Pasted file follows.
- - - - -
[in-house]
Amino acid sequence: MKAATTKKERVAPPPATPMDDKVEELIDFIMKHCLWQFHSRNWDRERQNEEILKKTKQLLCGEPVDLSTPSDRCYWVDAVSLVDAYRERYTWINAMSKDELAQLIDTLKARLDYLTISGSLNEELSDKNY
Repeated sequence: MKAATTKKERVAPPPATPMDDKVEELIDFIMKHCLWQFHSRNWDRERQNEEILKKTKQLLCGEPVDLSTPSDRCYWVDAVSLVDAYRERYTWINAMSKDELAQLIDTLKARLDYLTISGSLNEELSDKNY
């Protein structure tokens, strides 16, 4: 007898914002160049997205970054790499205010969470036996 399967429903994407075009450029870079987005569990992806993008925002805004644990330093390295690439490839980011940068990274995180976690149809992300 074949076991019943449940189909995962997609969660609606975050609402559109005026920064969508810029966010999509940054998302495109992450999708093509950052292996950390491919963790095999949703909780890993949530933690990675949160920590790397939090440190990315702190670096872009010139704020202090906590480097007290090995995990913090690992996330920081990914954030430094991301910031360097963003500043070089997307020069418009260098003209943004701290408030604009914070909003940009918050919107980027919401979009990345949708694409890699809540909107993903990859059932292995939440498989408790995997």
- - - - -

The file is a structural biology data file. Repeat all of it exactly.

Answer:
[in-house]
Amino acid sequence: MKAATTKKERVAPPPATPMDDKVEELIDFIMKHCLWQFHSRNWDRERQNEEILKKTKQLLCGEPVDLSTPSDRCYWVDAVSLVDAYRERYTWINAMSKDELAQLIDTLKARLDYLTISGSLNEELSDKNY
Repeated sequence: MKAATTKKERVAPPPATPMDDKVEELIDFIMKHCLWQFHSRNWDRERQNEEILKKTKQLLCGEPVDLSTPSDRCYWVDAVSLVDAYRERYTWINAMSKDELAQLIDTLKARLDYLTISGSLNEELSDKNY
């Protein structure tokens, strides 16, 4: 007898914002160049997205970054790499205010969470036996 399967429903994407075009450029870079987005569990992806993008925002805004644990330093390295690439490839980011940068990274995180976690149809992300 074949076991019943449940189909995962997609969660609606975050609402559109005026920064969508810029966010999509940054998302495109992450999708093509950052292996950390491919963790095999949703909780890993949530933690990675949160920590790397939090440190990315702190670096872009010139704020202090906590480097007290090995995990913090690992996330920081990914954030430094991301910031360097963003500043070089997307020069418009260098003209943004701290408030604009914070909003940009918050919107980027919401979009990345949708694409890699809540909107993903990859059932292995939440498989408790995997």